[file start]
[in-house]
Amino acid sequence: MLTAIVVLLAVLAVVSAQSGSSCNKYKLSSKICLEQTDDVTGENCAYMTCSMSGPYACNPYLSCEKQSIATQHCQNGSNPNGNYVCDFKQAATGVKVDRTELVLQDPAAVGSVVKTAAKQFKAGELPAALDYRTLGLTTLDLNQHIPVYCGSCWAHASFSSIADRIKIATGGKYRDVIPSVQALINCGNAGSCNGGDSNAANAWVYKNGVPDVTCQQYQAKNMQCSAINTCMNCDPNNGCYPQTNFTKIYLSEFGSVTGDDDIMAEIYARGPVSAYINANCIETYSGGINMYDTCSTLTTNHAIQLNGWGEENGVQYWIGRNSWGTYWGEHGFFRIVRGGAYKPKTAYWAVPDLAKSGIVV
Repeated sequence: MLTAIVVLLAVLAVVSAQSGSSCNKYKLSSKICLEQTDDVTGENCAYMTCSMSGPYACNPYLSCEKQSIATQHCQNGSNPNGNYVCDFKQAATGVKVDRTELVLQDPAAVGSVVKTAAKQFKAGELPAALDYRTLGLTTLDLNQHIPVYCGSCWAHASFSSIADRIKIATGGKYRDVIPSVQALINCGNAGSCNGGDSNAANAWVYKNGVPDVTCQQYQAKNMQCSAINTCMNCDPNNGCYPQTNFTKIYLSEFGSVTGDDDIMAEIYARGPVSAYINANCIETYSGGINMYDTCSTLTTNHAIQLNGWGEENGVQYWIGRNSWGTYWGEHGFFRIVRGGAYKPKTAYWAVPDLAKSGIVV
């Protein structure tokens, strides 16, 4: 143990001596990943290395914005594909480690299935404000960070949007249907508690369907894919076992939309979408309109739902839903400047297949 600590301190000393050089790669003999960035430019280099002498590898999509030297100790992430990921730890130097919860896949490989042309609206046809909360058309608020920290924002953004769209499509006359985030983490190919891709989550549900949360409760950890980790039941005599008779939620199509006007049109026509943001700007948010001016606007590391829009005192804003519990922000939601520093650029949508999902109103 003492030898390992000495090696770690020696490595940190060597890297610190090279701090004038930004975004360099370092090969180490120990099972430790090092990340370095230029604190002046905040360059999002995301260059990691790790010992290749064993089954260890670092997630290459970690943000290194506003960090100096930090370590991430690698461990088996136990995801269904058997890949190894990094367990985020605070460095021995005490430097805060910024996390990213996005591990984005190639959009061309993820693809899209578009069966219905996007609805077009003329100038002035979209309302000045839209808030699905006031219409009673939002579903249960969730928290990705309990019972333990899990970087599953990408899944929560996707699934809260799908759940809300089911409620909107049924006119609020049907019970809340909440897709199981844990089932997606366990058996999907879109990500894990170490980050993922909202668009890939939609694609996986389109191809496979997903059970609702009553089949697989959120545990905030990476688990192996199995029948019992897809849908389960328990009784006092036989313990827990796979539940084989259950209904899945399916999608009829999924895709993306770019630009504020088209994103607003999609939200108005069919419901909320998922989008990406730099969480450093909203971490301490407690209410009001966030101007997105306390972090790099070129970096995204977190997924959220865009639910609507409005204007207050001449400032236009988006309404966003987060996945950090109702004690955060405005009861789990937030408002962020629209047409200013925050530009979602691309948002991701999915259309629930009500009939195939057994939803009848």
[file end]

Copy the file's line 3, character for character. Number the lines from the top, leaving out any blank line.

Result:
Repeated sequence: MLTAIVVLLAVLAVVSAQSGSSCNKYKLSSKICLEQTDDVTGENCAYMTCSMSGPYACNPYLSCEKQSIATQHCQNGSNPNGNYVCDFKQAATGVKVDRTELVLQDPAAVGSVVKTAAKQFKAGELPAALDYRTLGLTTLDLNQHIPVYCGSCWAHASFSSIADRIKIATGGKYRDVIPSVQALINCGNAGSCNGGDSNAANAWVYKNGVPDVTCQQYQAKNMQCSAINTCMNCDPNNGCYPQTNFTKIYLSEFGSVTGDDDIMAEIYARGPVSAYINANCIETYSGGINMYDTCSTLTTNHAIQLNGWGEENGVQYWIGRNSWGTYWGEHGFFRIVRGGAYKPKTAYWAVPDLAKSGIVV